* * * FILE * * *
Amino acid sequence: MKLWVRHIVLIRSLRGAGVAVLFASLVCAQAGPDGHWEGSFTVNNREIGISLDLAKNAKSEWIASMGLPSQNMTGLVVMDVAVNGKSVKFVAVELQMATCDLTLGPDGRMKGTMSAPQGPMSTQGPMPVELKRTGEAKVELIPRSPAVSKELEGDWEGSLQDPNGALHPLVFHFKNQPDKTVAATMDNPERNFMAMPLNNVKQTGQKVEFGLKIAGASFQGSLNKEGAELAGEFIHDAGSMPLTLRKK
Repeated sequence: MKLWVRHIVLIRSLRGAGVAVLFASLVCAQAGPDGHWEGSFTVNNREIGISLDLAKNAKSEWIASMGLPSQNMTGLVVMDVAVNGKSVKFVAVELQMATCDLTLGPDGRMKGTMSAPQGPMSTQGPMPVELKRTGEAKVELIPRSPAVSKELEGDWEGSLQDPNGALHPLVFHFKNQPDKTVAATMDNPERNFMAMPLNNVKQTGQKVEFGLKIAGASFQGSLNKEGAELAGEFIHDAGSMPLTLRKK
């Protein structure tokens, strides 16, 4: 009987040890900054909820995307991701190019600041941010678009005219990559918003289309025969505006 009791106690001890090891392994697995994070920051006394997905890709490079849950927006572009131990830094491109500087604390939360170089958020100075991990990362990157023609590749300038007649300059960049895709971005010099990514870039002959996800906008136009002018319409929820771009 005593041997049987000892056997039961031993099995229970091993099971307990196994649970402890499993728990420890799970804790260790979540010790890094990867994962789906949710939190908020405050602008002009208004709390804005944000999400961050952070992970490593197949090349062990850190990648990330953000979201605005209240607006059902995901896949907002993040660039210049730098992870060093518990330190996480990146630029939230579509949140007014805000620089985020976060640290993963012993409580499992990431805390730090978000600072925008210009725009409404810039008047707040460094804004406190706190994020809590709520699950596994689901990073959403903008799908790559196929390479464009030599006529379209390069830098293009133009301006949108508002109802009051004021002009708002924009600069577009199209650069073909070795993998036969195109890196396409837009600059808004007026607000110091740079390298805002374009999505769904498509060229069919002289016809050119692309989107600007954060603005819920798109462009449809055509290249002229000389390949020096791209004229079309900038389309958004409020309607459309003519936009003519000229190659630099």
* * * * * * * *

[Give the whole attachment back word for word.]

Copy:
Amino acid sequence: MKLWVRHIVLIRSLRGAGVAVLFASLVCAQAGPDGHWEGSFTVNNREIGISLDLAKNAKSEWIASMGLPSQNMTGLVVMDVAVNGKSVKFVAVELQMATCDLTLGPDGRMKGTMSAPQGPMSTQGPMPVELKRTGEAKVELIPRSPAVSKELEGDWEGSLQDPNGALHPLVFHFKNQPDKTVAATMDNPERNFMAMPLNNVKQTGQKVEFGLKIAGASFQGSLNKEGAELAGEFIHDAGSMPLTLRKK
Repeated sequence: MKLWVRHIVLIRSLRGAGVAVLFASLVCAQAGPDGHWEGSFTVNNREIGISLDLAKNAKSEWIASMGLPSQNMTGLVVMDVAVNGKSVKFVAVELQMATCDLTLGPDGRMKGTMSAPQGPMSTQGPMPVELKRTGEAKVELIPRSPAVSKELEGDWEGSLQDPNGALHPLVFHFKNQPDKTVAATMDNPERNFMAMPLNNVKQTGQKVEFGLKIAGASFQGSLNKEGAELAGEFIHDAGSMPLTLRKK
């Protein structure tokens, strides 16, 4: 009987040890900054909820995307991701190019600041941010678009005219990559918003289309025969505006 009791106690001890090891392994697995994070920051006394997905890709490079849950927006572009131990830094491109500087604390939360170089958020100075991990990362990157023609590749300038007649300059960049895709971005010099990514870039002959996800906008136009002018319409929820771009 005593041997049987000892056997039961031993099995229970091993099971307990196994649970402890499993728990420890799970804790260790979540010790890094990867994962789906949710939190908020405050602008002009208004709390804005944000999400961050952070992970490593197949090349062990850190990648990330953000979201605005209240607006059902995901896949907002993040660039210049730098992870060093518990330190996480990146630029939230579509949140007014805000620089985020976060640290993963012993409580499992990431805390730090978000600072925008210009725009409404810039008047707040460094804004406190706190994020809590709520699950596994689901990073959403903008799908790559196929390479464009030599006529379209390069830098293009133009301006949108508002109802009051004021002009708002924009600069577009199209650069073909070795993998036969195109890196396409837009600059808004007026607000110091740079390298805002374009999505769904498509060229069919002289016809050119692309989107600007954060603005819920798109462009449809055509290249002229000389390949020096791209004229079309900038389309958004409020309607459309003519936009003519000229190659630099």